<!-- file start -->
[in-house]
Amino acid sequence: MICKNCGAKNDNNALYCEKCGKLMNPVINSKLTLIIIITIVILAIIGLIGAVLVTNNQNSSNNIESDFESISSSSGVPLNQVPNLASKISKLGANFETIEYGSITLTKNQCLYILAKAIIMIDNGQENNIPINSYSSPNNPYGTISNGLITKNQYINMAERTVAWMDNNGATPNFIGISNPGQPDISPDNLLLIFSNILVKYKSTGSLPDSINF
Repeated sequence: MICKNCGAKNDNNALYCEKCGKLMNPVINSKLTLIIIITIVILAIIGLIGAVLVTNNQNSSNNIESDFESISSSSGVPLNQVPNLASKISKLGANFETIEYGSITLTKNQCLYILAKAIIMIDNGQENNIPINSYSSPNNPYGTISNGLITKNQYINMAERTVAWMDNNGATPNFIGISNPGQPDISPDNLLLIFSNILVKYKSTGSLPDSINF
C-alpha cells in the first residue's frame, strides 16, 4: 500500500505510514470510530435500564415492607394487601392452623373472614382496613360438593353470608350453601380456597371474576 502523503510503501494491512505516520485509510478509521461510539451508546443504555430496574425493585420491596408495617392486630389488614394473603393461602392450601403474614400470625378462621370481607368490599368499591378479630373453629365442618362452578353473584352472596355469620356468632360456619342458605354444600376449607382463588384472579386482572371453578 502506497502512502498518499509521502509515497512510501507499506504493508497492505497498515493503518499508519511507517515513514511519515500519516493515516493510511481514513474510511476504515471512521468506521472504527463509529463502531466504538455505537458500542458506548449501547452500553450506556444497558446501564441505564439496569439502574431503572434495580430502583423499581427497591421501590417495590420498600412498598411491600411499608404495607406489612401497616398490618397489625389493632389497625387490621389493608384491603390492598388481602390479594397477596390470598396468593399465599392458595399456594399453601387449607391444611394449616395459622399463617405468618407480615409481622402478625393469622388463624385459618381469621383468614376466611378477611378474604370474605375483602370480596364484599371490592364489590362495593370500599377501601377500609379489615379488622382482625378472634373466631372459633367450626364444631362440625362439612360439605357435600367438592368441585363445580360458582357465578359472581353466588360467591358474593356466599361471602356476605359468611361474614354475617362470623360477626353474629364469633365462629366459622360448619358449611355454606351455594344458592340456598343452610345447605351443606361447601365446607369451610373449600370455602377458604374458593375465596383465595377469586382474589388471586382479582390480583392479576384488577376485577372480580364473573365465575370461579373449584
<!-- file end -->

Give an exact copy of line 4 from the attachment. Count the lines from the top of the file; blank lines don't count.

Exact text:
C-alpha cells in the first residue's frame, strides 16, 4: 500500500505510514470510530435500564415492607394487601392452623373472614382496613360438593353470608350453601380456597371474576 502523503510503501494491512505516520485509510478509521461510539451508546443504555430496574425493585420491596408495617392486630389488614394473603393461602392450601403474614400470625378462621370481607368490599368499591378479630373453629365442618362452578353473584352472596355469620356468632360456619342458605354444600376449607382463588384472579386482572371453578 502506497502512502498518499509521502509515497512510501507499506504493508497492505497498515493503518499508519511507517515513514511519515500519516493515516493510511481514513474510511476504515471512521468506521472504527463509529463502531466504538455505537458500542458506548449501547452500553450506556444497558446501564441505564439496569439502574431503572434495580430502583423499581427497591421501590417495590420498600412498598411491600411499608404495607406489612401497616398490618397489625389493632389497625387490621389493608384491603390492598388481602390479594397477596390470598396468593399465599392458595399456594399453601387449607391444611394449616395459622399463617405468618407480615409481622402478625393469622388463624385459618381469621383468614376466611378477611378474604370474605375483602370480596364484599371490592364489590362495593370500599377501601377500609379489615379488622382482625378472634373466631372459633367450626364444631362440625362439612360439605357435600367438592368441585363445580360458582357465578359472581353466588360467591358474593356466599361471602356476605359468611361474614354475617362470623360477626353474629364469633365462629366459622360448619358449611355454606351455594344458592340456598343452610345447605351443606361447601365446607369451610373449600370455602377458604374458593375465596383465595377469586382474589388471586382479582390480583392479576384488577376485577372480580364473573365465575370461579373449584